23. Learned counsel in his turn relies upon the decisions of the Jammu and Kashmir High Court in Controller of Estate Duty v. Kasturi Lal Jain . In that case, compensation was paid to the heirs of a person dying in an air crash under the Carriage by Air Act, 1934. The court held that the compensation amount could not be included in the assets of the deceased person, holding that the deceased had neither any interest in the property nor was he in its possession either actually or constructively. Under the provisions of the Act, the compensation enures for the benefit of the members of the passenger's family and has nothing to do with the estate of the deceased. So, the compensation was held not liable to be assessed to estate duty. This is clearly a case of the compensation amount not at all belonging to the deceased person. In fact, as per the provisions of the Act, under which compensation was paid, the amount was for the benefit of the members of the victim's family. So, this decision has no bearing on the point.
24. Reference is also made to the Supreme Court decision in Ahmed G. H. Ariff v. Commissioner of Wealth-tax : 76ITR471(SC) . It arose, under the wealth-tax Act and the Supreme Court, while construing the words 'if sold in the open market', observed that the words do not contemplate actual sale or the actual state of the market, but only enjoins that it should be assumed that there is an open market and the property can be sold in such a market and, on that basis, the value has to be found out. That is only with reference to the hypothetical open market postulated by Section 36 of the Estate Duty Act also. We must also refer to the view expressed in the same decision that 'property' is a term of the widest import and, subject to any limitation which the context may require, it signifies every possible interest which a person can clearly hold and enjoy. Going by this observation, it is seen that Rani Ranganayakamma had a right to get not only the compensation which had been fixed during her lifetime but also to any enhancement therein that might be made in future and so such enhancement also comes within the scope of the word ' property '.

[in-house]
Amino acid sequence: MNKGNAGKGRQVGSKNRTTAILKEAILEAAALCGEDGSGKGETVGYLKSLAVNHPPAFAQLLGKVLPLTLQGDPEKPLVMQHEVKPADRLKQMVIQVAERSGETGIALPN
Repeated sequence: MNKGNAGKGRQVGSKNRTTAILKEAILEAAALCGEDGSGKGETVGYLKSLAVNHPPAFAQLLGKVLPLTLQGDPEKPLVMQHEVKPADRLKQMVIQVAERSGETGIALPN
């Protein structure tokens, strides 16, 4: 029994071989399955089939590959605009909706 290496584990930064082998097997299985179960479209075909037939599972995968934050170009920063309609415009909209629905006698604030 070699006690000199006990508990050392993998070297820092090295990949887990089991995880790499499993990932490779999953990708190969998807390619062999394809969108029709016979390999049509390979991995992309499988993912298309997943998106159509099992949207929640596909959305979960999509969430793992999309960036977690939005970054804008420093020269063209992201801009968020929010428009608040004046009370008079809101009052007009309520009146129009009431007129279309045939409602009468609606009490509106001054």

25. In regard to actual valuation, learned counsel for the respondent brings to our notice a Revenue Board Circular bearing No. 2-D(W.T.)/64 dated May 15, 1964. That does not bear any reference to the levy of estate duty. Learned counsel only presumes that there should have been a similar circular in regard to the estate duty as well. No such circular is placed before us. Nor was it placed before the Income-tax Appellate Tribunal. So we cannot go by the circular referred to above.
26. Lastly, it is contended that the question referred to us is not a question of law and so the reference itself is not competent. A question which required so much consideration of the statutory provisions and thecase law on the point and which has been argued at length by both sides cannot be brushed away as a question which does not involve any legal points. The above consideration fully demonstrates that it is essentially a question of law.
27. For the foregoing reasons, we do not agree with the view of the Appellate Tribunal that only the balance amount of Rs. 2,73,649 should be included on account of jagir commutation belonging to late Rani Ranganayakamma and we hold that the higher commutation amount fixed subsequent to the death of the deceased should be taken as the basis for assessment of the estate duty. The reference is accordingly answered in favour of the department and against the accountable person. The department-applicant is entitled to get its costs from the respondent. Advocate's fee, Rs. 250.